In his presidential address to the British Medical Association at its Oxford meeting in 1936, Buzzard outlined the ambitious dream of a medical school primarily devoted to clinical research and to the training of men who would pass on to be research workers and teachers. Thanks to the vast benefactions of Lord Nuffield, whose physician, friend, and adviser he was, this dream became a reality. Buzzard took the leading part in the foundation of the Nuffield Institute for Medical Research (1935) and the scheme for enlarging the scope of the Oxford medical school (1937). As the scheme developed he became more and more convinced of the importance of the study of preventive medicine and of environmental conditions and, as the first chairman of the Nuffield Provincial Hospitals Trust, he was largely instrumental in directing its activities into the field of social medicine. He was responsible for the foundation of the chair and institute of social medicine at Oxford to which J. A. Ryle [qv.] was appointed in 1943.
Buzzard's term of office as regius professor was extended five years beyond the normal age of retirement and he did not become emeritus professor until 1943. At the Royal College of Physicians, of which he was elected a fellow in 1906, he was Goulstonian lecturer (1907), councillor (1922-3), censor (1923-4, 1927), representative on the General Medical Council (1927-9), and Harveian orator (1941). In 1928 he was a member of the team attending King George V in his serious illness; from 1932 to 1936 he was one of the physicians-in-ordinary; and from 1937 physician-extraordinary to King George VI. He was appointed K.C.V.O. in 1927, and in 1929 was created a baronet. In 1937 he stood unsuccessfully as a Conservative candidate for the university of Oxford. He was president of the sections of neurology, psychiatry, and clinical medicine of the Royal Society of Medicine, of the International Society of Medical Hydrology, of the Institute of Hospital Almoners, and of the Association of Physicians of Great Britain and Ireland. In 1940 he was awarded the Osler memorial medal by the university of Oxford, and he was an honorary Doctor of Law of Queen's University, Belfast, and of the university of Manitoba. He was elected an honorary fellow of Magdalen in 1928 and an honorary student of Christ Church in 1943.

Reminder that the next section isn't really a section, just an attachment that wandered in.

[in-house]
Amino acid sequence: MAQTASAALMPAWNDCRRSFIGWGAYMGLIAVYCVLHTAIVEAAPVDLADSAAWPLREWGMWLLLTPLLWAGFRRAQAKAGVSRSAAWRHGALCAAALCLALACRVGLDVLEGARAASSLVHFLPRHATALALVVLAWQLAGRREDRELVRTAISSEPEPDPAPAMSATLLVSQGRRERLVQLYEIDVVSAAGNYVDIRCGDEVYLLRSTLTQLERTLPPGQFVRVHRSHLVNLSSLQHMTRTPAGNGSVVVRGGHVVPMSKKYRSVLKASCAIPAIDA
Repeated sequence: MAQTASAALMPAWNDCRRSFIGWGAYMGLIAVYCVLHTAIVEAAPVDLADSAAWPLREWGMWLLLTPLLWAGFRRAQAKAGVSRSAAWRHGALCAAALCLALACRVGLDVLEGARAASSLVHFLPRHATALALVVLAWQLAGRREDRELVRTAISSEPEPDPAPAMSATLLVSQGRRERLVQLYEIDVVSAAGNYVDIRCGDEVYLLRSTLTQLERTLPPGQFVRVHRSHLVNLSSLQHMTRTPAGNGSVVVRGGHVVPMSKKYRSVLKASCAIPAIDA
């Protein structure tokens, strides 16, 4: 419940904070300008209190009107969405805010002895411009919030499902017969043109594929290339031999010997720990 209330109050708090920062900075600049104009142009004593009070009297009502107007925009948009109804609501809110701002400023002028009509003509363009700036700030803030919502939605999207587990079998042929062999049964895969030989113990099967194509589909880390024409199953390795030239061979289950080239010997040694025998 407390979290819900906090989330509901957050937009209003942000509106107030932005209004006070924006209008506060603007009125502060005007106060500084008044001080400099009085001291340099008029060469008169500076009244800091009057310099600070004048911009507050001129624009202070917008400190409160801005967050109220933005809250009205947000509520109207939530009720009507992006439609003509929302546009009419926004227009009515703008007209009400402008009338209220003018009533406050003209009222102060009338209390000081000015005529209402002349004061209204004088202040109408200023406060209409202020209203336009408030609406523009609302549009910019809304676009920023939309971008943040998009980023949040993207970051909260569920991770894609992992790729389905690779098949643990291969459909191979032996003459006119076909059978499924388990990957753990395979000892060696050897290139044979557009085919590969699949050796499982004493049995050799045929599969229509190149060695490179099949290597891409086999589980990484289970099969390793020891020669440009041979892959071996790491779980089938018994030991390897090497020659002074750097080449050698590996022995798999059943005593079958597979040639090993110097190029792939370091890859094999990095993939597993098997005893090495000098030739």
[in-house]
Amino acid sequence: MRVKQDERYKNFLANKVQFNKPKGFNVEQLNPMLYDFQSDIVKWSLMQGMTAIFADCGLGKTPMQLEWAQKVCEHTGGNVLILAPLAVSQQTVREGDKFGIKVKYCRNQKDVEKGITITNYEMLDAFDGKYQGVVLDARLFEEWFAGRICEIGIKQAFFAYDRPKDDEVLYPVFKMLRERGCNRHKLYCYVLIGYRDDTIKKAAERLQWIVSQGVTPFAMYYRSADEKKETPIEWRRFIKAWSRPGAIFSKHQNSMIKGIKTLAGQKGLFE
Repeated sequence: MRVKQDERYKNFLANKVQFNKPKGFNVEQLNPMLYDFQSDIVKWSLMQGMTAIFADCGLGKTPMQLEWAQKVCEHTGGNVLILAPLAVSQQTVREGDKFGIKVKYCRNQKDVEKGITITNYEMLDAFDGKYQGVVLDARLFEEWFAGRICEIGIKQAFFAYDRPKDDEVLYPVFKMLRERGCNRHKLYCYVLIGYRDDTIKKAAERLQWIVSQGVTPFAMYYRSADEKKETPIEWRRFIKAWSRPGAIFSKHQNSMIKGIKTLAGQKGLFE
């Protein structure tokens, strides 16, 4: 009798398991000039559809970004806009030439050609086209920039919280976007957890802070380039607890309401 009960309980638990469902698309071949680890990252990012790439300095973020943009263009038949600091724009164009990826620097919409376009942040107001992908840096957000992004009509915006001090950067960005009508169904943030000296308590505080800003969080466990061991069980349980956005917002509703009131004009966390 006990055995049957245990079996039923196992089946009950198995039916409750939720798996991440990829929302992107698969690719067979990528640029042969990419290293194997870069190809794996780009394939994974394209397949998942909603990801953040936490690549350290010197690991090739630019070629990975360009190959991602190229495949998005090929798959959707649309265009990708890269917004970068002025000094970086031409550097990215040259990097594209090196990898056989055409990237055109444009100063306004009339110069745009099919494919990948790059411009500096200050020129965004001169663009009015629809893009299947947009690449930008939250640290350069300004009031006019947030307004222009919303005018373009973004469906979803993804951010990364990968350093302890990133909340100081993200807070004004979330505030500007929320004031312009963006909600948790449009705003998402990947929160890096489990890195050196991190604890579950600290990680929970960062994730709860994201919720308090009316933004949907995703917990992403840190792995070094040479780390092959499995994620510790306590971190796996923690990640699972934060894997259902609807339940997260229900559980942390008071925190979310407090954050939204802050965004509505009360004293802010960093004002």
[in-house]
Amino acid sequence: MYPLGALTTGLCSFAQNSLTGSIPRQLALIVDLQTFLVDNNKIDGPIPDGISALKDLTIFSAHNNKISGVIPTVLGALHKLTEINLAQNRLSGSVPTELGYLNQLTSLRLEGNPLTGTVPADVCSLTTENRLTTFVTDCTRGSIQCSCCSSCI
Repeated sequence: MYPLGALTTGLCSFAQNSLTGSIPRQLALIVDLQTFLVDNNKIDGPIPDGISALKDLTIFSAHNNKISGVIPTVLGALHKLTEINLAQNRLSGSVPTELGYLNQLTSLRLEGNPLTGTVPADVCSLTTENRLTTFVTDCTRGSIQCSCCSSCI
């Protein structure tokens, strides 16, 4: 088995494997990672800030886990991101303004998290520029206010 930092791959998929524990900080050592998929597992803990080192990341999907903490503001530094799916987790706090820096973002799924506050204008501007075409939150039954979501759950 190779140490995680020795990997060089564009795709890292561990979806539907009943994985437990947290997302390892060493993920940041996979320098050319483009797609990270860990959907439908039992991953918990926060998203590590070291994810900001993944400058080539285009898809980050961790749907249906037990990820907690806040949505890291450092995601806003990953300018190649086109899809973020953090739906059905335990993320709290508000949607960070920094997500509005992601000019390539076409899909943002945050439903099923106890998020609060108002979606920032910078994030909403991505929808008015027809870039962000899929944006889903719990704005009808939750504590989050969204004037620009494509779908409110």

Buzzard retained his love for almost every form of active sport and his other interests included the Turf, sketching, the collection of pictures, and the exploration of old churches. In 1899 he married May, daughter of Edward Bliss, of Edgbaston, and by her he had two sons and three daughters. He died at Oxford 17 December 1945, and was succeeded in the baronetcy by his elder son Anthony Wass (born 1902), a rear-admiral in the Royal Navy, and director of naval intelligence, 1951-4. A portrait by James Gunn is at Christ Church, Oxford.
The Times, 19 December 1945
British Medical Journal and Lancet, 29 December 1945
St. Thomas's Hospital Gazette, February 1946
Nature, 23 February 1946.
Contributor: W. J. Bishop.